Land Rover like green cars, (no, not in that way)… there have been many variations of green… Cockpit Green, Ascot Green, Atlantic Green, Bronze Green, Coniston Green, Eastnor Green, Epsom Green, Eskdale Green, Keswick Green, Trident Green, Rush Green, Shadow Green… and then there’s the MOD colours…. Olive Drab Green, Recon Green, Nato Green…. and so on.

LGL was finished in Light Green, also known as Pastel Green, from new. Next to Bronze Green, it happens to be my favourite Land Rover colour. It was tabled to repaint everything Bronze Green but the design department didn’t agree, so LGL stays as the factory intended…. Which is the right decision.

After a month of waiting the new air compressor has finally arrived. It took a disappointingly long time to make the 20 miles journey. My disappointment continued as I realised it had been stored upside down and the pump oil had leaked out as there was no oil filler plug installed. Good work guys.

So after cleaning up the oily mess it was time to plumb it in and do some sample spraying.

The set up I have is a 50L tank with twin cylinder motor producing a max pressure of 10 bar (145 psi). The High Volume Low Pressure (HVLP) requirements of the spray gun (on paper at least) are just a about met. Ideally (so I’m told) air displacement of 250L / min is sufficient to run an HVLP spray gun. The rating of the compressor is 270L/min, so, like I said, on paper its all good.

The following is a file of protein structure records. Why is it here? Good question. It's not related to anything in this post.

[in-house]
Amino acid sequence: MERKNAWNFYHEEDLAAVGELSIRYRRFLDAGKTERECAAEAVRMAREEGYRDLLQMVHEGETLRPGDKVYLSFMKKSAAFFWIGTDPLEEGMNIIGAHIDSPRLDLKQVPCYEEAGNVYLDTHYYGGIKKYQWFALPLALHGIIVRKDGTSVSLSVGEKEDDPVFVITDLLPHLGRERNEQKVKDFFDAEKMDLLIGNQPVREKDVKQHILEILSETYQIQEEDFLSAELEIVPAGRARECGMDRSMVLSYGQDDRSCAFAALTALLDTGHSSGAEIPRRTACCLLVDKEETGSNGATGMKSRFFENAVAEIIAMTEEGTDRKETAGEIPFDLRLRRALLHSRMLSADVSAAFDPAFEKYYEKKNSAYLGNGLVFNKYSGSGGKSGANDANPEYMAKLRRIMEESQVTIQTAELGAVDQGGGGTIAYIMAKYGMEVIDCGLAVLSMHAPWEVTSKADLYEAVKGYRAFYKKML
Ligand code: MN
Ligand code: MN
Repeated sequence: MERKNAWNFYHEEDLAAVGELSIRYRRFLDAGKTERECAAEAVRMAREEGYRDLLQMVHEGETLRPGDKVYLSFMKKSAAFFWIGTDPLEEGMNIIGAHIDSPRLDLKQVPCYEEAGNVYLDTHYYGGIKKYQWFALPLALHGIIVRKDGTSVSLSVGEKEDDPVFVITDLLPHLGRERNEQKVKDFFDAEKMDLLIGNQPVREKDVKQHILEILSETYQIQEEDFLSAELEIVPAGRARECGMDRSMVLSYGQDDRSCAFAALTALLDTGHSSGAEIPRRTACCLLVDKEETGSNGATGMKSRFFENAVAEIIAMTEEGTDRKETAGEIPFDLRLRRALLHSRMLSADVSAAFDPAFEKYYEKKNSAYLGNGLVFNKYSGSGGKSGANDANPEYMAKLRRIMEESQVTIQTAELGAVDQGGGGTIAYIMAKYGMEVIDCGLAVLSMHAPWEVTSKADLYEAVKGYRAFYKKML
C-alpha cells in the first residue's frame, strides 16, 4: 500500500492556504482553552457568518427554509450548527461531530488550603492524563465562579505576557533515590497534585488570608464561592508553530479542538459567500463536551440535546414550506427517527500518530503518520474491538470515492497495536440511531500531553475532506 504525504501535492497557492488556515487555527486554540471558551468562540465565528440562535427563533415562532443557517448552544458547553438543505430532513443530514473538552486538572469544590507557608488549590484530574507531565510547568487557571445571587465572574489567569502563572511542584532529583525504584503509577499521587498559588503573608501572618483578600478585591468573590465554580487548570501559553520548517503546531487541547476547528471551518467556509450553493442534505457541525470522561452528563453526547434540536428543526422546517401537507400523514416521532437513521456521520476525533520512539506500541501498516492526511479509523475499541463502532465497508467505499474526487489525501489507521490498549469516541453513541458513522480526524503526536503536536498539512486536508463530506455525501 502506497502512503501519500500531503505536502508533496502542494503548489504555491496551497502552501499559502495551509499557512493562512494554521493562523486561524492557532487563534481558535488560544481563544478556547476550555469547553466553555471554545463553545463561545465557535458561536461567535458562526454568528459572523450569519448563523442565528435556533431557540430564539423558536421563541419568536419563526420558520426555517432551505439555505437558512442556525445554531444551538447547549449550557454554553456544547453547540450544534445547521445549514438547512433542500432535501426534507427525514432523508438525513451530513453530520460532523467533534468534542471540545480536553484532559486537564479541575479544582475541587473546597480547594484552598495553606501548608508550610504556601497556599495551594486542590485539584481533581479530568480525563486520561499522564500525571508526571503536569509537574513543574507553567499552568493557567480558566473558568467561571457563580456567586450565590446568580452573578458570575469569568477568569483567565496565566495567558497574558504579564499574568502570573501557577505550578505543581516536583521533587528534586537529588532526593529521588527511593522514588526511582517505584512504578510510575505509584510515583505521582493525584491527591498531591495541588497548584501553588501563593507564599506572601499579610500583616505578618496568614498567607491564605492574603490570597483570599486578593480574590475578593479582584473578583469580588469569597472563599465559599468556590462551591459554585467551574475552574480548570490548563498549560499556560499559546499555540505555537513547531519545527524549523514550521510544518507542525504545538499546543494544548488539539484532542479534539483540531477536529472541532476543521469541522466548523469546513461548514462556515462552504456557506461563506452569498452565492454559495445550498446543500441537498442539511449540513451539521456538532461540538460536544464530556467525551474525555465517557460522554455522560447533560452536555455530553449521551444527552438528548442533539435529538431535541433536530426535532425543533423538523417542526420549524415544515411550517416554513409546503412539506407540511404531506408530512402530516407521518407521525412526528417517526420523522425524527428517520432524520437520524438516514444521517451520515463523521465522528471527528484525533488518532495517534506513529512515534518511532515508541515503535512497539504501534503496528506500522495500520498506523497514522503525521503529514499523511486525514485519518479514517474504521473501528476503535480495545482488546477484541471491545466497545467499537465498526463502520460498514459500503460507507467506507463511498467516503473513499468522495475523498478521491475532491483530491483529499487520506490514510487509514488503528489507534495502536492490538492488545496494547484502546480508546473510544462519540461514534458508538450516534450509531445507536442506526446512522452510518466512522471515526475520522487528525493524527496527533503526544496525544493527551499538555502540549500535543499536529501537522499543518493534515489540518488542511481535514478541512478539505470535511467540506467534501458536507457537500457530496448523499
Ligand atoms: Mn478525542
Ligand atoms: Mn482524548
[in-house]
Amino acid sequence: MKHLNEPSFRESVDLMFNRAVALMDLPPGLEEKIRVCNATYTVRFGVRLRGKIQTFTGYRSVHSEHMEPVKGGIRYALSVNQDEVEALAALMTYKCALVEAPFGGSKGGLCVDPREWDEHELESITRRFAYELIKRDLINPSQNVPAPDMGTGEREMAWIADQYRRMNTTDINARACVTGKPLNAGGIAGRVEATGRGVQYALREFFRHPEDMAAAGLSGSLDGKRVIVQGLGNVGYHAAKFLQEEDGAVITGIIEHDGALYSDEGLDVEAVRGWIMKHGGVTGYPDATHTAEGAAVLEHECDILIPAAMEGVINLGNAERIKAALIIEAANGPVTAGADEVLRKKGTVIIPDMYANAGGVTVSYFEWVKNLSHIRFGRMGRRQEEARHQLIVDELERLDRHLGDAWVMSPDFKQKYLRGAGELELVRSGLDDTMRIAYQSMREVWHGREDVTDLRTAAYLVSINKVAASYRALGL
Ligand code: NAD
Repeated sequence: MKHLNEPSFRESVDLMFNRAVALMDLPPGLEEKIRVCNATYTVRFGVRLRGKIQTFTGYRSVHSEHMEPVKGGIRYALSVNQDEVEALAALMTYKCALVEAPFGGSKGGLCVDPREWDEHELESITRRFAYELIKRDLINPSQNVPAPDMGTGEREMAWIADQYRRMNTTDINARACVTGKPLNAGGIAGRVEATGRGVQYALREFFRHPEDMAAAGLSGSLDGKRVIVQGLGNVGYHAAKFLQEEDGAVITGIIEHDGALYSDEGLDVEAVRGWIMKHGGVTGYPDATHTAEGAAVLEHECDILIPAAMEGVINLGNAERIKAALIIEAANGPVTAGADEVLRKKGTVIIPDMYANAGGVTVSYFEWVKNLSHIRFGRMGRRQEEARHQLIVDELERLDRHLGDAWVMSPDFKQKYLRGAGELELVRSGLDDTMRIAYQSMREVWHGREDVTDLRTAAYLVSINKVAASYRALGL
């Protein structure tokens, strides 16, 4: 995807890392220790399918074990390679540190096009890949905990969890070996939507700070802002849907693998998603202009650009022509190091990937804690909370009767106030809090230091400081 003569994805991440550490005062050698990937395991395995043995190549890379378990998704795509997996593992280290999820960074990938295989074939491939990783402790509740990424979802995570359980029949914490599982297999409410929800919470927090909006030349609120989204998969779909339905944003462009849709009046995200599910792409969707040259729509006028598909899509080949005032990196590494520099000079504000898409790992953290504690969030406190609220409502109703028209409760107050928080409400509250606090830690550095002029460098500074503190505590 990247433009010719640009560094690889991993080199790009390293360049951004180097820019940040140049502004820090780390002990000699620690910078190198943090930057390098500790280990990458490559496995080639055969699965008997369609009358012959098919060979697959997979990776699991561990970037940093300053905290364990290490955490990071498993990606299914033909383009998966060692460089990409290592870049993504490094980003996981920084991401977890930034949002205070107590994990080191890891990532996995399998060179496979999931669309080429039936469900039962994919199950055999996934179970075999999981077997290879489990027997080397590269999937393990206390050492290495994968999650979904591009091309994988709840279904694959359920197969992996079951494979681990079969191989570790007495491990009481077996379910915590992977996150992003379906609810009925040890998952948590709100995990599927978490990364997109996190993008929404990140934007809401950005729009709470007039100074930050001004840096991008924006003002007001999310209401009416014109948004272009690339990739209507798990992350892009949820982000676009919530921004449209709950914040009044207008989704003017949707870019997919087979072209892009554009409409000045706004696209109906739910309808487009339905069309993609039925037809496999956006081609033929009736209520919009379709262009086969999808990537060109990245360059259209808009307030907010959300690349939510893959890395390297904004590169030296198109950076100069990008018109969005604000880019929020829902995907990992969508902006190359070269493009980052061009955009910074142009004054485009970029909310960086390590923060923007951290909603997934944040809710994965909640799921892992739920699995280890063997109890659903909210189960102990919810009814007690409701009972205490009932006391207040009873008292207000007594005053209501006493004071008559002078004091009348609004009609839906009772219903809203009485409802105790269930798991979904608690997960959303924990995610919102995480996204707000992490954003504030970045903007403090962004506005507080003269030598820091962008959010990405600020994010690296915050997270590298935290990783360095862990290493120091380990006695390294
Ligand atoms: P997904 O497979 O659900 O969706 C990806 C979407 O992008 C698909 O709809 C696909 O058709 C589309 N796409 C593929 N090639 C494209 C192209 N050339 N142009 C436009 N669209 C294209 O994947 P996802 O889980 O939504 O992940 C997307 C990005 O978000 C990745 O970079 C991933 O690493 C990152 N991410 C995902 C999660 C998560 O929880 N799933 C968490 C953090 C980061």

As all the books say, spraying should be done in a well ventilated place, using breathing apparatus and eye protection.

So without further ado and the garage doors open, fore and aft…. lets spray something.

PPE… Goggles and face mask…. It’s important that the filters are the correct specification. The data sheet for these 3M 6055 A2 filters suggests they are suitable for filtering out all organic vapour… except formaldehyde!!


Thinners, Land Rover Light Green Paint, (small) spray gun and reservoir. I started out using a ratio of 1:10 thinners to paint as a trial. I ended up using closer to 2:10 after some sample panels.
Correct mix of paint loaded into the gun and we’re ready to spray something for real 🙂
So, the first panel to get painted is the sun shield. This isn’t original to the vehicle but something I had on a previous Series 3. (Those of you who know Gracie will know) I decided to keep it as they are quite rare and very useful, not only keeping the sun out of the drivers eyes, but helps with keeping rain off the windscreen.
First coat laid down. I have since rubbed it back and applied a second coat and painted all the brackets. As I had some paint left over, I also repainted the horn and some of the smaller, easy to prep parts for the interior.

I debated for a long time about outsourcing all of the painting but it was looking to get very expensive. For the cost of a decent compressor, mid range spray gun and some practice, I think I can get away with doing the painting “in house”…. or “in garden” as the case may be come the spring.

The bi-annual ritual of painting the garden furniture is also going to be less of a hassle 🙂